Not Just the Lesser of Two Evils: The Case for Clinton

The former secretary of state may have a chance to rehabilitate the art of politics.

Former American secretary of state Hillary Clinton talks to voters in Iowa, November 22, 2015 (Hillary for America/Adam Schultz)

Millions of Americans will probably vote for Hillary Clinton in November because the alternative is worse.

There is no shame in that. Candidate who exhilarate their followers tend to either raise unreasonable expectations, as Barack Obama did, or all the wrong expectations, as Donald Trump is doing.

A two-party system can never satisfy everyone anyway and voting for the lesser of two evils is a perfectly rational choice. As Vice President Joe Biden once again, “Don’t compare me to the almighty, compare me to the alternative.”

But there is still a case to be made for Clinton — not just against Trump — that speaks to the mood in the country and her long career in government.

The right balance

Rather than run away from her experience and disavow the incrementalist politics of the center-left, Clinton should make an argument for both.

Anti-establishment sentiment is a dead end. As is the quest for ideological purity that has bedeviled the right for years and which Bernie Sanders is now organizing on the left. Both only lead to endless cycles of rejuvenation and purification, as the Republicans will attest. Neither gets much done.

Clinton knows this and she’s been trying to find a balance between lowering primary voters’ expectations and pretending that she’s not all that different from her opponent.

The second part is not convincing. Suddenly Clinton opposes a Pacific trade agreement she herself negotiated as secretary of state? We are supposed to believe that she will put a scare in Wall Street after collecting millions of dollars in donations and speaking fees from the financial industry?

She better stick to the former and convince voters that change for the better happens one step at a time and often involves compromise.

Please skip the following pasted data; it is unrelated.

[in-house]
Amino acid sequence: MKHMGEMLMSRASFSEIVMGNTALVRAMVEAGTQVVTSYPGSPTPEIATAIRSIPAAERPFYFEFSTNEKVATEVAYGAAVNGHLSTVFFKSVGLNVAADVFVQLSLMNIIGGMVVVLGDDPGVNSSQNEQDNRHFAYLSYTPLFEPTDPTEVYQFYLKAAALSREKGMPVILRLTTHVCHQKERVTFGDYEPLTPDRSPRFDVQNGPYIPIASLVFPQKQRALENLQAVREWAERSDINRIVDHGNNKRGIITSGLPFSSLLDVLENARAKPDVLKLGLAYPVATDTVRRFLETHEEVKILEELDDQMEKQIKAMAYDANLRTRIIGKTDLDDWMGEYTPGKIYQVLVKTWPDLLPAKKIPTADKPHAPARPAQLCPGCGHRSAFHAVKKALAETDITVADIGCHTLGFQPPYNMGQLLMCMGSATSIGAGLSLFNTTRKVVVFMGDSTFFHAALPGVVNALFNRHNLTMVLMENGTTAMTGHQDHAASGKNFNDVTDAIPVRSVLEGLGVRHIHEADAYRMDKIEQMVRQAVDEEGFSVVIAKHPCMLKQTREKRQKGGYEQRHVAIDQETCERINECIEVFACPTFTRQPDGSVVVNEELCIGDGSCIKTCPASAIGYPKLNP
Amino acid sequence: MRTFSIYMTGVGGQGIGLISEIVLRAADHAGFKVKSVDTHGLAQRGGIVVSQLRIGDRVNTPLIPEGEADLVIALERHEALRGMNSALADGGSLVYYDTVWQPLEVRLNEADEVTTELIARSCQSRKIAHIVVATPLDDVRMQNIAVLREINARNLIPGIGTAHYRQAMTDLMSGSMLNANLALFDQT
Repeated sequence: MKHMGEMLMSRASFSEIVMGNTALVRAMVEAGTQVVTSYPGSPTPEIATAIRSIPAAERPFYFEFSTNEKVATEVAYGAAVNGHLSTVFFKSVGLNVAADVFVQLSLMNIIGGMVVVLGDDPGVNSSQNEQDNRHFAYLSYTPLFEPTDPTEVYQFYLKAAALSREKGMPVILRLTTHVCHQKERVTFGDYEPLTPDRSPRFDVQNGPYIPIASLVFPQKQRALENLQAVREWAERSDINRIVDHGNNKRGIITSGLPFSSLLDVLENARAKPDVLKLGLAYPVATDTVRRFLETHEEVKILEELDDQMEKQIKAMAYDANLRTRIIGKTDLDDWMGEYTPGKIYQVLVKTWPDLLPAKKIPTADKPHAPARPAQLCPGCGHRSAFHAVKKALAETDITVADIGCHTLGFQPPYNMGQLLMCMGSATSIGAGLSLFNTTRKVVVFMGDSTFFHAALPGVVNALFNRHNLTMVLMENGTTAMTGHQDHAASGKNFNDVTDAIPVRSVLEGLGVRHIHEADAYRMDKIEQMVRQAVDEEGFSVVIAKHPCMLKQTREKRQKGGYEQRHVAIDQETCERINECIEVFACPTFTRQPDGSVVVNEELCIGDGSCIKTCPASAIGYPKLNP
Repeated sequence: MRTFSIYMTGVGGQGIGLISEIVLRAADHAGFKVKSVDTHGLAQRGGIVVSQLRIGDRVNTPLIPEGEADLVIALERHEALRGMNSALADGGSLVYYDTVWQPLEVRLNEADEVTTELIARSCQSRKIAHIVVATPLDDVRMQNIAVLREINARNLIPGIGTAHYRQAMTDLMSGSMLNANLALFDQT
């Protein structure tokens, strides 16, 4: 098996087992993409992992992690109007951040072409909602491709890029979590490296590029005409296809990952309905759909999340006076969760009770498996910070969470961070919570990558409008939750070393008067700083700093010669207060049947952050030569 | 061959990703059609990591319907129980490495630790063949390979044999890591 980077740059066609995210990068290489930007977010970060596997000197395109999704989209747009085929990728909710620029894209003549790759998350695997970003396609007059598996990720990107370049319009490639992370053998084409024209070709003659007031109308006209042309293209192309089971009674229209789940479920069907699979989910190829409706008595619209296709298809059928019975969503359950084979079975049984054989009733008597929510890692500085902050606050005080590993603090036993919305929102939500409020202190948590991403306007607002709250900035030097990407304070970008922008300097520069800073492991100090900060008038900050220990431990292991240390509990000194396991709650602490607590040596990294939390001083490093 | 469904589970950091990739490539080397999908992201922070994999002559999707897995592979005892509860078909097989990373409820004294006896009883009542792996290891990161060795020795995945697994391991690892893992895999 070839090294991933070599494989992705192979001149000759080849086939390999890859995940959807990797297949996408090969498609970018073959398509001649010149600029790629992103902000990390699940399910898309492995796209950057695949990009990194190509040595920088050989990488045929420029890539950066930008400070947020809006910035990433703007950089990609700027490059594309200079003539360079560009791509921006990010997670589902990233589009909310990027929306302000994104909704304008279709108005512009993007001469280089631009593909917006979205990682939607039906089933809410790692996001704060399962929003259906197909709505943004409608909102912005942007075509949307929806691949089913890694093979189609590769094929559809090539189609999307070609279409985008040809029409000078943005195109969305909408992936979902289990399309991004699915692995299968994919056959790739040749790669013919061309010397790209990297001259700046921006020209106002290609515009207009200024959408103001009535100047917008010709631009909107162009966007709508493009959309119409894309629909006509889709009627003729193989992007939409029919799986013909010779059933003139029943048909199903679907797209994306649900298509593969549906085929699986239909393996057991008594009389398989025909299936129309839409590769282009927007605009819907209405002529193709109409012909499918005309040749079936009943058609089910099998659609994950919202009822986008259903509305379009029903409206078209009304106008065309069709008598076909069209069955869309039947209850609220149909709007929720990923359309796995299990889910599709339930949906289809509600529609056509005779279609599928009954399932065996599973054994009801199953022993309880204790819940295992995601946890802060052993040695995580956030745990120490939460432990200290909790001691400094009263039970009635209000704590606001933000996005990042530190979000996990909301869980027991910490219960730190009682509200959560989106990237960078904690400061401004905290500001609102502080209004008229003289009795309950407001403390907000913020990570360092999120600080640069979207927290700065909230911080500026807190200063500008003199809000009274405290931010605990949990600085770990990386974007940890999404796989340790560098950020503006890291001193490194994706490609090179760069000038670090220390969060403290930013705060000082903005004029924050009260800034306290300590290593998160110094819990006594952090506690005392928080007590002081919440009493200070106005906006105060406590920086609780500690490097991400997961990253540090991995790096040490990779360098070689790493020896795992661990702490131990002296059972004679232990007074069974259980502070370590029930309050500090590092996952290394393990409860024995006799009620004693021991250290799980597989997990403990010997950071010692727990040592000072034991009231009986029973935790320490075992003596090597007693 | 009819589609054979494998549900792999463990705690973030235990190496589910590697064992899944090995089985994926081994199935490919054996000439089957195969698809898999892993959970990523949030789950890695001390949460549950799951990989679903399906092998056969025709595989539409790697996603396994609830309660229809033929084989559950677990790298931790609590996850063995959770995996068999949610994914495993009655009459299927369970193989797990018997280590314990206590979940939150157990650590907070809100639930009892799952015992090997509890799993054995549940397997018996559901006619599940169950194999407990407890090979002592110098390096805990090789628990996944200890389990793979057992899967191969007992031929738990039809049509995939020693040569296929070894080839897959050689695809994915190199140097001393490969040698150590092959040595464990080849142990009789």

“I’m a progressive who likes to get things done” is something an electable Democrat would say. Only a fringe candidate who knows he doesn’t stand a chance of winning demands a “political revolution” for his plans.

For too long, politicians in both parties have been promising their voters the world and distorting their expectations of how government works and what it can do. The result is the disappointment and discontent that is so widespread today.

On the right, it has fueled an anger that Trump cleverly exploited. Clinton must prevent the same thing happening in the center and on the left.


It’s mostly Republicans who scorn moderation in favor of self-righteousness but Democrats can be similarly inclined.

The Pew Research Center has found that there is almost no ideological overlap between the left and the right anymore. 94 percent of Democrats are now to the left of the median Republican whereas 92 percent of Republicans are to the right of the median Democrat. Twenty years ago, those numbers were 70 and 64 percent, respectively.

The share of Americans with a highly negative view of the other party has more than doubled in the same period. Nearly one in four Democrats has a “very unfavorable” opinion of the Republican Party. 27 percent even regard Republicans as a threat to the national wellbeing. The figures are even higher for Republicans: 36 percent see Democrats as a threat.

Such strong views lead Americans to erect what Pew calls “ideological silos.” Democrats and Republicans live in separate neighborhoods and increasingly in different cities and states. They read different newspapers. They watch different television shows. They send their children to different schools. They meet fewer and fewer people with opposing views in their social lives.


A Democratic Party led by Clinton might break through this gridlock. A Democratic Party led by Sanders wouldn’t. Certainly the Republicans aren’t going to.

Part of the reason is that the Democratic Party is itself a coalition.

David A. Hopkins and Matt Grossmann, two political scientists, have argued (PDF) that whereas the Republican Party is best understood as the agent of the conservative movement, Democrats don’t necessarily share left-wing principles but work together for reasons of group interest or identity. Hence Democratic leaders have to govern pragmatically in order to deliver concrete programs and benefits to their partisan constituencies.